If you're reading this Harmless Havoc has successfully been transferred to Windows Azure. I've been running my own blog and email servers since I've had a blog, and I have posts that date back to 1999. That's a pretty impressive run given that my "servers" are just standard computers and my "internet backbone" is a DSL connection with a single static IP address. You can do a lot with that.
Everything runs mostly in automatic. In fact, I never have to touch the servers at all unless I have a hardware failure. Still, running things from my home introduces some complexity. I maintain three subnets and I have to route ports through three network address translation layers and two firewalls.
While everything is automatic, the added complexity means that any change to it involves a lot of work. Recently I was having trouble with the stability of consumer-grade routers so I upgraded to Cisco business-grade equipment. It took about three days of installation and troubleshooting to get everything working correctly again (and I still have problems getting my phone to reliably connect to my printer and my Sonos).
Another change is coming. Soon we will move out for a while to do some construction on the house. The thought of moving the servers and getting Centruylink to reconnect them without screwing it up was daunting. I knew there would be a bunch of downtime. For a personal blog, it's not such a big deal. But I'm also hosting my personal email as well as Squirrel of Shame's web site. You don't want a Big Deal band site like that to be offline.
To solve this, I had to look at moving our email addresses as well as moving our server. Our server is actually a virtual server so technically I should be able to copy it to the cloud and run it. Unfortunately, that's a pretty pricy way to go and the server VHD is a 76GB file so even getting it to the cloud poses some problems.
It turns out there was an easier way, but I had to do a bunch of research.
Gmail supports hosting your own domain names for email. Unfortunately Google's termination of support for the Exchange ActiveSync protocol means I don't get good synchronization across all my devices. It turns out that Outlook.com supports hosting your own domains too, and it's pretty easy to setup. The only issue I have is that I can't create email aliases for custom domains, so I had to create several accounts and have them forward. If you want to set this up for yourself, just go to domains.live.com and add your domain.
This was a little trickier. I have ten web sites running out of my house for me and several friends. Hosting all ten externally was out of the question: it would cost too much. Only three of these web sites are really actively maintained, however, so I wanted to focus on them first. Luckily they all run blogengine.net, which is an excellent blog engine. Unluckily they are running different versions of blogengine. Even more unluckily is I had to make some modifications to the version of blogengine I use to run HarmlessHavoc and PocketSilicon, so upgrading to the latest version is not trivial.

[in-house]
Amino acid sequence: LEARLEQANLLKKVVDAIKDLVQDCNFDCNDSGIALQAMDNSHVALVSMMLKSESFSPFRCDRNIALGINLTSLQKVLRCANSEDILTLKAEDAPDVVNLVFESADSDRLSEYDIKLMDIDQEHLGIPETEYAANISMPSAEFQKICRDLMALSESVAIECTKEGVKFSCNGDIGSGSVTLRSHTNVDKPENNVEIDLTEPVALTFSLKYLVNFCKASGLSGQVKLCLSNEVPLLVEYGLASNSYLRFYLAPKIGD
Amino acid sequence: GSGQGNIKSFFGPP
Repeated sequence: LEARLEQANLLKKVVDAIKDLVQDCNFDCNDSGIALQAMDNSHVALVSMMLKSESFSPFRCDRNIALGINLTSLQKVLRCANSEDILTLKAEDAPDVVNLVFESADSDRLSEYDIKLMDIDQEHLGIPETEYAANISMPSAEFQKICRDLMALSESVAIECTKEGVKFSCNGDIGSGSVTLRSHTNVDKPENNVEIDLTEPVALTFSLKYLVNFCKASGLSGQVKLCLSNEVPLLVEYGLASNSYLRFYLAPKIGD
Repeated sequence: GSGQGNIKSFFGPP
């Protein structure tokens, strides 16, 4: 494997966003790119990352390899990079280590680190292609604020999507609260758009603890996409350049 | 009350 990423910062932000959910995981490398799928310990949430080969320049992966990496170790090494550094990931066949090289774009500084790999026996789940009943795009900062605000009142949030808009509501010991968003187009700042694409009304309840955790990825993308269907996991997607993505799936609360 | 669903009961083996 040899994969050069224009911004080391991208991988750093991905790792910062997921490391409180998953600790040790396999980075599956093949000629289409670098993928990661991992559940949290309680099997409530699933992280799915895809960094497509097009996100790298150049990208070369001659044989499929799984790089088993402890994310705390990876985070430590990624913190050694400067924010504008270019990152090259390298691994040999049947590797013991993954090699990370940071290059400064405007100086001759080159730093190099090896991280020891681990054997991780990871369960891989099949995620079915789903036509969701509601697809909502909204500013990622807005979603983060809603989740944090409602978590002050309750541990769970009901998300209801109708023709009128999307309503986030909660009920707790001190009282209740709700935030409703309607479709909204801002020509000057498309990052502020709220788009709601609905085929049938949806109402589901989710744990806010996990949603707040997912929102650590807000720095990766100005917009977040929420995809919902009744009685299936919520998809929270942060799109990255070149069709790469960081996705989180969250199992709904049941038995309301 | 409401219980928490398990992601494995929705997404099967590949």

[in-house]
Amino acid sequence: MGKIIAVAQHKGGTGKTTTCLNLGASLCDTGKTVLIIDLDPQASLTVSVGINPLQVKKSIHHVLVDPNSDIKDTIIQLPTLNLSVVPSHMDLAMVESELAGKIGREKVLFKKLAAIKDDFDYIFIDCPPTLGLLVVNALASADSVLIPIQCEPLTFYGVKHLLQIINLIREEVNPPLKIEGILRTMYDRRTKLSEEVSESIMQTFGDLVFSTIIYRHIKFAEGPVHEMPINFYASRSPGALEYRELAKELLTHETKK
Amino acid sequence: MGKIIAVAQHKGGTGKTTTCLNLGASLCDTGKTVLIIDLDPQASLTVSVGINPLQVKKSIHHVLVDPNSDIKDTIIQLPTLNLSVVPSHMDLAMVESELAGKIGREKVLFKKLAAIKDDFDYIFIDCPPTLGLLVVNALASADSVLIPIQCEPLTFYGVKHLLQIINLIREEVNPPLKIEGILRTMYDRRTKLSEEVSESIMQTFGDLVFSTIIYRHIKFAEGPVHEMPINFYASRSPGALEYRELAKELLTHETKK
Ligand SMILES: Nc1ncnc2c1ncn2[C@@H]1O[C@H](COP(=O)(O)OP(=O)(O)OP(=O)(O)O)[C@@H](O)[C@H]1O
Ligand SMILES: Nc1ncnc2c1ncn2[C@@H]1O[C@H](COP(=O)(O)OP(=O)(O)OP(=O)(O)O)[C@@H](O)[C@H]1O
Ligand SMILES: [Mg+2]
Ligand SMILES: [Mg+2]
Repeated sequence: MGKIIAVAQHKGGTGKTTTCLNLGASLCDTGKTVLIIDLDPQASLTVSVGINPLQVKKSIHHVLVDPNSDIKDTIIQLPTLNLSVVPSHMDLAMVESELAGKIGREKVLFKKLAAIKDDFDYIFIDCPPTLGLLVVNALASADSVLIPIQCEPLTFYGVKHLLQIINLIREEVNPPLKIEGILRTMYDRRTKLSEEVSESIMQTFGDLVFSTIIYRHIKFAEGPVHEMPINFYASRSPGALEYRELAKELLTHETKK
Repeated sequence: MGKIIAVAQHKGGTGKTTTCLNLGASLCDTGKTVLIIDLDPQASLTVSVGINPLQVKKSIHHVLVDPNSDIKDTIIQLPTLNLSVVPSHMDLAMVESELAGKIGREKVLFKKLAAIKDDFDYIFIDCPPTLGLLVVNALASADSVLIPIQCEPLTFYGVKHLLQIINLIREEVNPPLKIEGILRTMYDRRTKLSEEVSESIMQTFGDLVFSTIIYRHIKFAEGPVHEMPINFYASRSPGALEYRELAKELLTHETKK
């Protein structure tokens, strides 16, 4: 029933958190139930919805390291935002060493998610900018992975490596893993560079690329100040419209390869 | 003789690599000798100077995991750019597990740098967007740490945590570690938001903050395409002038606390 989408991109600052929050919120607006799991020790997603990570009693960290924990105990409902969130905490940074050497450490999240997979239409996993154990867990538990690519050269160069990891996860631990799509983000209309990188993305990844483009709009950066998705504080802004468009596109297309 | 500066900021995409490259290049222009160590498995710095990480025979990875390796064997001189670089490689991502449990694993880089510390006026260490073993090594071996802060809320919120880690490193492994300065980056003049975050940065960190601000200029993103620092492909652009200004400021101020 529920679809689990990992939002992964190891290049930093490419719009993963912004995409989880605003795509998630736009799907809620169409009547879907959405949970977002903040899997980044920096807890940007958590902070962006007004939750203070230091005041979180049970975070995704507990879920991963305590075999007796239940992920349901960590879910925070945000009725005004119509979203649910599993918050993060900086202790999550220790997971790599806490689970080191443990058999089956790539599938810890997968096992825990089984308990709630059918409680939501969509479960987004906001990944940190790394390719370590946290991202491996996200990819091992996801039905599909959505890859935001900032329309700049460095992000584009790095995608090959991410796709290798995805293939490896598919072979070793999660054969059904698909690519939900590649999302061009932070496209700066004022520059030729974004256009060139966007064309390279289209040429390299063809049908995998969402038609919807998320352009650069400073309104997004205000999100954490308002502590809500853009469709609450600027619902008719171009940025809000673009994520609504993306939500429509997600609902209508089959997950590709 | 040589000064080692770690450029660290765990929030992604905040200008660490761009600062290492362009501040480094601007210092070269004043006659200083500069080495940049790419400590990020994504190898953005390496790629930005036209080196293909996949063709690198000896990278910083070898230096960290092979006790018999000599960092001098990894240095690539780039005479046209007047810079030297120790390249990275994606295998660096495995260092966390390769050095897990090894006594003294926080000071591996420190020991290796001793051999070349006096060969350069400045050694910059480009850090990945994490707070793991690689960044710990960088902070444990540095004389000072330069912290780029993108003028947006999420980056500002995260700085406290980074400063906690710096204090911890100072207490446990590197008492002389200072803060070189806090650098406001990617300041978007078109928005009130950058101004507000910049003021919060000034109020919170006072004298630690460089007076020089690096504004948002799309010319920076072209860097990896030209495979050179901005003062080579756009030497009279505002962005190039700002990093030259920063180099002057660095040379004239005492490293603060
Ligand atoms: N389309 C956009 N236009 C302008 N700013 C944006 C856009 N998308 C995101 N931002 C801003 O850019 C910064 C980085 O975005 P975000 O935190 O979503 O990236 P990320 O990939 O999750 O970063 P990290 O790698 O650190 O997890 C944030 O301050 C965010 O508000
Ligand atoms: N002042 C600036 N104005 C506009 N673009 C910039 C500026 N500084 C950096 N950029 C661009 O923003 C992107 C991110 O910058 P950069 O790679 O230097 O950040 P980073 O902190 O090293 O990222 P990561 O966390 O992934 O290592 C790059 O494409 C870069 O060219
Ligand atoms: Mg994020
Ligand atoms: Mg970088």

The latest version of blogengine.net has a nice feature: you can run multiple blogs out of one site. If I could only unify to a single version of blogengine.net, I would only have to pay to host one blog instead of three. That's worth the effort.
It took me about two days of solid coding to get my existing extensions to all work with the new version of the blog software. This included updating the blog themes to match changes in the engine and finding all the places in the old engine I had customized.
Next was to find a hosting provider. I looked at several options but I wanted to try Azure if possible. As a Microsoft employee I get a MSDN subscription as part of my benefits, and that subscription comes with an Azure subscription. The question was if I could get Azure to do what I wanted for a price that was right. Azure sure makes it easy to try. First, blogengine.net is a pre-canned option in Azure -- just create a web site and you're ready to go. Unfortunately, it's an older version of the blog software. Also, I would not be able to customize it the way I had. Luckily this is really easy to solve: just create an empty web site and copy the blog software to it. This worked great and I had an empty blog up and running in no time.
My next hurdle was storage. My blog has a lot of photos: the file system for the blog is a little over 2GB. But Azure's web site hosting (which is still in preview) restricts to 1GB of storage. I solved this by writing a little C# program that walked through all the images on the site to compress, resize and strip unnecessary metadata from them. It worked out really well -- when I was done the entire site was about 450MB and I don't see any difference in the quality of the images.
So far it's worked out pretty well. I only have one outstanding issue that is beyond my control to fix and it has to do with how Azure charges for bandwidth. Uploads are free and downloads cost against your subscription plan. That's fine, but what stinks about it is when you synchronize the site down through WebMatrix it does a full copy of the site...which is 450MB and is far over the amount of download bandwidth I was allocated. One sync to get the site locally and the site was shut down for being over its capacity. I needed to upgrade to a bigger plan anyway to get custom domain support, but this forced my hand and gives me something to watch out for in the future. I'd much prefer it if administrative work on the site was not charged against your bandwidth allocation.
The Azure team has done a pretty good job of supporting web sites on their cloud platform. This really was as easy as deploying via FTP and I can't imagine what kinds of cloud storage shenanigans they're pulling under the covers to make this look so simple. I am looking forward to seeing how this plays out.